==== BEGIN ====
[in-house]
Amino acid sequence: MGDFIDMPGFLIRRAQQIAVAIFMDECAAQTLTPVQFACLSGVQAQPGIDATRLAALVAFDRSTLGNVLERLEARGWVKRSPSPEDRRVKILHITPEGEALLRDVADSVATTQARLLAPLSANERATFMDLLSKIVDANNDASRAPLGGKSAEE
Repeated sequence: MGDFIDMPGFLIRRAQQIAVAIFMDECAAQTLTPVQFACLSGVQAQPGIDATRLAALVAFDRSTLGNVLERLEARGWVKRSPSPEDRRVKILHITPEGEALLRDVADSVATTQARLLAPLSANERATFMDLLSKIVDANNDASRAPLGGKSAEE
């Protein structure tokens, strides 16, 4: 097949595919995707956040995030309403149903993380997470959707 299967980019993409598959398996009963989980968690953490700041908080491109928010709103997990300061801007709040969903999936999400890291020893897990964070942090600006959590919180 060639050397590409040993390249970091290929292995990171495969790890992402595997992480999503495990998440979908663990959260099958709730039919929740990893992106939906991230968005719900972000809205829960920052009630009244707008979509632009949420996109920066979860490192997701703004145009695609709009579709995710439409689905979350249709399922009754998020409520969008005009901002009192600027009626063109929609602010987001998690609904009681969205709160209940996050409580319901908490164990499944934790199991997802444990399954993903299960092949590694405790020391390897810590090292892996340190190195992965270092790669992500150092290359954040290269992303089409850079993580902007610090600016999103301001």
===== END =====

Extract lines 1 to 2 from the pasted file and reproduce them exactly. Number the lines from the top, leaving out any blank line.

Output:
[in-house]
Amino acid sequence: MGDFIDMPGFLIRRAQQIAVAIFMDECAAQTLTPVQFACLSGVQAQPGIDATRLAALVAFDRSTLGNVLERLEARGWVKRSPSPEDRRVKILHITPEGEALLRDVADSVATTQARLLAPLSANERATFMDLLSKIVDANNDASRAPLGGKSAEE